Limp Bizkit's Fred Durst praised Chester Bennington as an exceptional musician and a valued friend in an interview with Variety on Tuesday. Bennington was found dead at age 41 after committing suicide last Thursday.
"He had a way of making anyone he spoke to feel heard, understood and significant," Durst said. "His aura and spirit were contagious and empowering … if it weren't for him and his voice and his words, this genre would never have reached the masses and affected so many lives."
Limp Bizkit took a young Linkin Park to Europe for the first time as the band was beginning its career, and Durst remembered watching the audience fall in love with Bennington's fearsome vocals. "As they were performing, I was thinking to myself, 'Chester's voice is going to blow these kids the fuck up,'" Durst recalled. "It was a great moment, and I'm happy now to have had it." When Linkin Park returned to the dressing room after the show, Durst and his guitar player Wes Borland greeted them with a celebratory champagne shower.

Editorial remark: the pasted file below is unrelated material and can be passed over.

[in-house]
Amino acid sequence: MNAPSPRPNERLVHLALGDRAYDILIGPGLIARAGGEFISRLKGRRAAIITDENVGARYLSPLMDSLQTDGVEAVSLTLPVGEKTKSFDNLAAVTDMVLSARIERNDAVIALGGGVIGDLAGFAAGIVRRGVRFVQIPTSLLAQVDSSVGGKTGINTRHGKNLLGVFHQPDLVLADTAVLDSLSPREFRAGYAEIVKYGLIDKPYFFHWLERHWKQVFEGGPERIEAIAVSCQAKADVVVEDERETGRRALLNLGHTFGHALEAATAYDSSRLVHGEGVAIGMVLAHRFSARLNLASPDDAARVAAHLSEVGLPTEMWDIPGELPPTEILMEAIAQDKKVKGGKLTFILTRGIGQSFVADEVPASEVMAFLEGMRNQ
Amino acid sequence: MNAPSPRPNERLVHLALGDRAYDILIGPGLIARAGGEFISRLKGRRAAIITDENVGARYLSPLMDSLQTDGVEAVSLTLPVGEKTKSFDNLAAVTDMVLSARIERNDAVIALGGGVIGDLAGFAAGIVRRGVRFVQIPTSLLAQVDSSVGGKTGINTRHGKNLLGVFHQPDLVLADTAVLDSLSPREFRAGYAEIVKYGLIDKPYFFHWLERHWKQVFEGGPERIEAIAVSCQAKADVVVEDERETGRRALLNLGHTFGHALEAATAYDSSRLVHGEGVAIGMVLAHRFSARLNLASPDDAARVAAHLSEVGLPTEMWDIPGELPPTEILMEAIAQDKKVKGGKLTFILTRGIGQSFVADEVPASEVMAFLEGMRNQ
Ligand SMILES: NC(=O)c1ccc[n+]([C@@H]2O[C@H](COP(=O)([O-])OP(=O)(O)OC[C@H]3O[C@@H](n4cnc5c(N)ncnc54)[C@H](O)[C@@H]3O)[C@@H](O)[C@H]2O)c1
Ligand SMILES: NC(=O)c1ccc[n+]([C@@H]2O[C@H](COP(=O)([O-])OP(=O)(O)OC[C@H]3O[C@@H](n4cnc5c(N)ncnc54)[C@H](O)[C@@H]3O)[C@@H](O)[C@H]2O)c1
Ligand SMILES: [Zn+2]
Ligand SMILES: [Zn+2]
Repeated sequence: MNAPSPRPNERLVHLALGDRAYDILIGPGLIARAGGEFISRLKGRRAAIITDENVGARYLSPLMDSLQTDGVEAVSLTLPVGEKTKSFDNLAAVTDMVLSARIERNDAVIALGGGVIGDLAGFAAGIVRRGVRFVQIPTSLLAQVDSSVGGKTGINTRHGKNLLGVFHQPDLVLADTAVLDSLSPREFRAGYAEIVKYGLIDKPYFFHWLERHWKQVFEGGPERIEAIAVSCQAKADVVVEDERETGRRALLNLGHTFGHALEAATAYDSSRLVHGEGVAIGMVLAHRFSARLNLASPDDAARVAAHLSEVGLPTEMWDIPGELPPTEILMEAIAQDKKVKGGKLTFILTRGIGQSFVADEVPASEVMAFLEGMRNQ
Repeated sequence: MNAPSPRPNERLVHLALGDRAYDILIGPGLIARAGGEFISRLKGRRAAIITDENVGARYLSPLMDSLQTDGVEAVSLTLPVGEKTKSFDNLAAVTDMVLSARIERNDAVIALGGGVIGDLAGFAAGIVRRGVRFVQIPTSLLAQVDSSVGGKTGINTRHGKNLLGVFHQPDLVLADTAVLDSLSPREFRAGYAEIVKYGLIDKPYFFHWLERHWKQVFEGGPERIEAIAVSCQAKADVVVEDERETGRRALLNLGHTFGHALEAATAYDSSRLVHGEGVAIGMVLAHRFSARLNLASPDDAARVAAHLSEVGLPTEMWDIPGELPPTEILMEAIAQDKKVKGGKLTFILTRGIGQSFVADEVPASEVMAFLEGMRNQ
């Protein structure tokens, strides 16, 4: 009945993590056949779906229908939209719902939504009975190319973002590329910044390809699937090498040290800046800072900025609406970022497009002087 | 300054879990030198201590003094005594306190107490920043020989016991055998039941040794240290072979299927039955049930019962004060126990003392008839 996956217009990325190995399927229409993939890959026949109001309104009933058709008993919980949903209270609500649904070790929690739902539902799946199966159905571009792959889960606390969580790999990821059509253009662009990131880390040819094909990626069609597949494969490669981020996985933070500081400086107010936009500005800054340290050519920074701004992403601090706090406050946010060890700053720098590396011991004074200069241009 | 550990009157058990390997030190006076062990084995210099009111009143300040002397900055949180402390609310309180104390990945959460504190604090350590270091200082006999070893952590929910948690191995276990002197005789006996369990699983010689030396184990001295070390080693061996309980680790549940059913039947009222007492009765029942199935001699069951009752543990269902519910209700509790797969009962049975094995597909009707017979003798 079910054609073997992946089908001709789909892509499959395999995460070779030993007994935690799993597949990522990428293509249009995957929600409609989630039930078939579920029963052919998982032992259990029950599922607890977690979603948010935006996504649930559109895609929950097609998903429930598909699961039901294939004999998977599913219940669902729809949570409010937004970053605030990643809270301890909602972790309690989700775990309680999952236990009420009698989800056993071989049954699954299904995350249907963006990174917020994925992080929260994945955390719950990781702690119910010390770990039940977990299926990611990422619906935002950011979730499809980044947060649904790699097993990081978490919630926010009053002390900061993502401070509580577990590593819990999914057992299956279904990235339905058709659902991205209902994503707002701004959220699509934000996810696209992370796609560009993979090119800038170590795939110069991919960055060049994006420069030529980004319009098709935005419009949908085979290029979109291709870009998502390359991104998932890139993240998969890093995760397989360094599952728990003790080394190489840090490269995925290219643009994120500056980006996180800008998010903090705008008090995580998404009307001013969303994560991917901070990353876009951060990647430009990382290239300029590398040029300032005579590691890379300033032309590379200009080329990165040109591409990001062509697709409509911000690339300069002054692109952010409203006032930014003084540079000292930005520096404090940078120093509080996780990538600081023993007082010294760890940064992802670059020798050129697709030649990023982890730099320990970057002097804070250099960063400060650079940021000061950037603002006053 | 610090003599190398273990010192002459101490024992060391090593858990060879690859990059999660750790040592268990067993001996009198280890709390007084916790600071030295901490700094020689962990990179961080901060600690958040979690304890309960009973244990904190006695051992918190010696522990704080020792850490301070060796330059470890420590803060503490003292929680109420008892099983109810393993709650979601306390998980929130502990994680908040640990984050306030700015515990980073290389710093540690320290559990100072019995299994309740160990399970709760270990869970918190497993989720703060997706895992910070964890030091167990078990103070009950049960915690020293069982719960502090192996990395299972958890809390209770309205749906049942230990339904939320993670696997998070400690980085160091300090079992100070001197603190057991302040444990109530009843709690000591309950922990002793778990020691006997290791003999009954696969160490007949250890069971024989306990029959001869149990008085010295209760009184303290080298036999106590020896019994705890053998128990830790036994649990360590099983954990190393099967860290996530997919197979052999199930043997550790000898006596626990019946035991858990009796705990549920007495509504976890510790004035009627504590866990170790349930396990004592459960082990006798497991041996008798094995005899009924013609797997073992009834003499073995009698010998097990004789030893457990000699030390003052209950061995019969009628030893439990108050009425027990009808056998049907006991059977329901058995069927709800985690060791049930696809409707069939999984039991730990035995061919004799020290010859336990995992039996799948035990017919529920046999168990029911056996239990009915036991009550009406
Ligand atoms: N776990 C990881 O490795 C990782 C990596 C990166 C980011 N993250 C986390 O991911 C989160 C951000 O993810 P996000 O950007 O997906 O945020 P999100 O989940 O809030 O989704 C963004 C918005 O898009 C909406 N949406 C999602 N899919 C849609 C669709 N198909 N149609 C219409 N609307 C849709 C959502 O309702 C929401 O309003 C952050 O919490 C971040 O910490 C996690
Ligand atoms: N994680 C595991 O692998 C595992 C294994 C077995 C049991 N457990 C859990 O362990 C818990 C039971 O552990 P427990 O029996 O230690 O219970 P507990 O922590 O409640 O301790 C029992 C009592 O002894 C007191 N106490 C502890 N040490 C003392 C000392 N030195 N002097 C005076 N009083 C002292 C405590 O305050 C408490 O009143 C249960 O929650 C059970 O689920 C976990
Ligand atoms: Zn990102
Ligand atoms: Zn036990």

Though Bennington struggled with his own depression, Durst remembered him as a selfless friend always willing to give guidance to others. "He would go out of his way to make sure you knew he truly cares," Durst said. "He was always the one projecting light on the shadows."
"I want to hug him now and let him know that we all experience our own pain and deal with it our own ways," Durst added. "I know his torture is unique to him, but I would always be here to listen and help in any way I can. But I won’t get that hug and that moment now, which makes me so sad."
Bennington was discovered dead last Thursday morning. The coroner's office ruled that the cause of death was suicide by hanging.
The remaining members of Linkin Park issued a statement in his memory on Monday. "Your absence leaves a void that can never be filled – a boisterous, funny, ambitious, creative, kind, generous voice in the room is missing, they wrote. "… You had the biggest heart, and managed to wear it on your sleeve."